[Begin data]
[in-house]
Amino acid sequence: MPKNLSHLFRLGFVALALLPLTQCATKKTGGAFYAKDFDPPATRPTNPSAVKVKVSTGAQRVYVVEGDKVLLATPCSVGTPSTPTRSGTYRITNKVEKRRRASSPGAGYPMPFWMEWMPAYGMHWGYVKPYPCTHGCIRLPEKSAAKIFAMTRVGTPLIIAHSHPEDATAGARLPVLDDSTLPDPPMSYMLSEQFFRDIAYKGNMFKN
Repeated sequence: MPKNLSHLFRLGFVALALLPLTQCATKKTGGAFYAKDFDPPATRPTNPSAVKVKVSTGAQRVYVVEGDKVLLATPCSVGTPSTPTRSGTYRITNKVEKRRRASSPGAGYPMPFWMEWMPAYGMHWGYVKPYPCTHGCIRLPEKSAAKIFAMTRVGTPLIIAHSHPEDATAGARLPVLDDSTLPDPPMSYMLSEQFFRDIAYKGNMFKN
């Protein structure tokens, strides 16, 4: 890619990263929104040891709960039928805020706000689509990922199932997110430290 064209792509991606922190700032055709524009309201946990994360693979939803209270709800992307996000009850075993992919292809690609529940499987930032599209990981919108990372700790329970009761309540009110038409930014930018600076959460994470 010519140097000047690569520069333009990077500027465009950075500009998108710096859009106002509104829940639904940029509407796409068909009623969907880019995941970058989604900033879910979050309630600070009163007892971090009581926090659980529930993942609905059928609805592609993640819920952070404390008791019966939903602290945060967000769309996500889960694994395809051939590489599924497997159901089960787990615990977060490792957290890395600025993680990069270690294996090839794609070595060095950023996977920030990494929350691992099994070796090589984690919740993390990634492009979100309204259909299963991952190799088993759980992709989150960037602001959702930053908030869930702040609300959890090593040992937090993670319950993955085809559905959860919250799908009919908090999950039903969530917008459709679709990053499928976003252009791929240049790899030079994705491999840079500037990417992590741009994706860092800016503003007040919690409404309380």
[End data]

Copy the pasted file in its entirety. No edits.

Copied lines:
[in-house]
Amino acid sequence: MPKNLSHLFRLGFVALALLPLTQCATKKTGGAFYAKDFDPPATRPTNPSAVKVKVSTGAQRVYVVEGDKVLLATPCSVGTPSTPTRSGTYRITNKVEKRRRASSPGAGYPMPFWMEWMPAYGMHWGYVKPYPCTHGCIRLPEKSAAKIFAMTRVGTPLIIAHSHPEDATAGARLPVLDDSTLPDPPMSYMLSEQFFRDIAYKGNMFKN
Repeated sequence: MPKNLSHLFRLGFVALALLPLTQCATKKTGGAFYAKDFDPPATRPTNPSAVKVKVSTGAQRVYVVEGDKVLLATPCSVGTPSTPTRSGTYRITNKVEKRRRASSPGAGYPMPFWMEWMPAYGMHWGYVKPYPCTHGCIRLPEKSAAKIFAMTRVGTPLIIAHSHPEDATAGARLPVLDDSTLPDPPMSYMLSEQFFRDIAYKGNMFKN
């Protein structure tokens, strides 16, 4: 890619990263929104040891709960039928805020706000689509990922199932997110430290 064209792509991606922190700032055709524009309201946990994360693979939803209270709800992307996000009850075993992919292809690609529940499987930032599209990981919108990372700790329970009761309540009110038409930014930018600076959460994470 010519140097000047690569520069333009990077500027465009950075500009998108710096859009106002509104829940639904940029509407796409068909009623969907880019995941970058989604900033879910979050309630600070009163007892971090009581926090659980529930993942609905059928609805592609993640819920952070404390008791019966939903602290945060967000769309996500889960694994395809051939590489599924497997159901089960787990615990977060490792957290890395600025993680990069270690294996090839794609070595060095950023996977920030990494929350691992099994070796090589984690919740993390990634492009979100309204259909299963991952190799088993759980992709989150960037602001959702930053908030869930702040609300959890090593040992937090993670319950993955085809559905959860919250799908009919908090999950039903969530917008459709679709990053499928976003252009791929240049790899030079994705491999840079500037990417992590741009994706860092800016503003007040919690409404309380």